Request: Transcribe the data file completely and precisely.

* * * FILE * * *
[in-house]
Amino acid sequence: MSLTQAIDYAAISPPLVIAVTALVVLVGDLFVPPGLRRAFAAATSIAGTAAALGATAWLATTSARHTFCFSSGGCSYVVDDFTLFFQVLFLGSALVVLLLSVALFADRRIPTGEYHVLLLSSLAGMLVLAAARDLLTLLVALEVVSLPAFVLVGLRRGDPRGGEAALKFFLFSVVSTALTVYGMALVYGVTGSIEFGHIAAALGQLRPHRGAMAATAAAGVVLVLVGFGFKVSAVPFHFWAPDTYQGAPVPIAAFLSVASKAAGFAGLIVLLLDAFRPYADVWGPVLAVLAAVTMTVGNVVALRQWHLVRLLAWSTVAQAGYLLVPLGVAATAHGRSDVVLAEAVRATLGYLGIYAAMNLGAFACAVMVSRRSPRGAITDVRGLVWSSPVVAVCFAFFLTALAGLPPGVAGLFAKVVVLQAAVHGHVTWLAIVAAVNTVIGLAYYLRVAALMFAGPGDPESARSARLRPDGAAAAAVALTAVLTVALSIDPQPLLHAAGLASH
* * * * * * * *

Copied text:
[in-house]
Amino acid sequence: MSLTQAIDYAAISPPLVIAVTALVVLVGDLFVPPGLRRAFAAATSIAGTAAALGATAWLATTSARHTFCFSSGGCSYVVDDFTLFFQVLFLGSALVVLLLSVALFADRRIPTGEYHVLLLSSLAGMLVLAAARDLLTLLVALEVVSLPAFVLVGLRRGDPRGGEAALKFFLFSVVSTALTVYGMALVYGVTGSIEFGHIAAALGQLRPHRGAMAATAAAGVVLVLVGFGFKVSAVPFHFWAPDTYQGAPVPIAAFLSVASKAAGFAGLIVLLLDAFRPYADVWGPVLAVLAAVTMTVGNVVALRQWHLVRLLAWSTVAQAGYLLVPLGVAATAHGRSDVVLAEAVRATLGYLGIYAAMNLGAFACAVMVSRRSPRGAITDVRGLVWSSPVVAVCFAFFLTALAGLPPGVAGLFAKVVVLQAAVHGHVTWLAIVAAVNTVIGLAYYLRVAALMFAGPGDPESARSARLRPDGAAAAAVALTAVLTVALSIDPQPLLHAAGLASH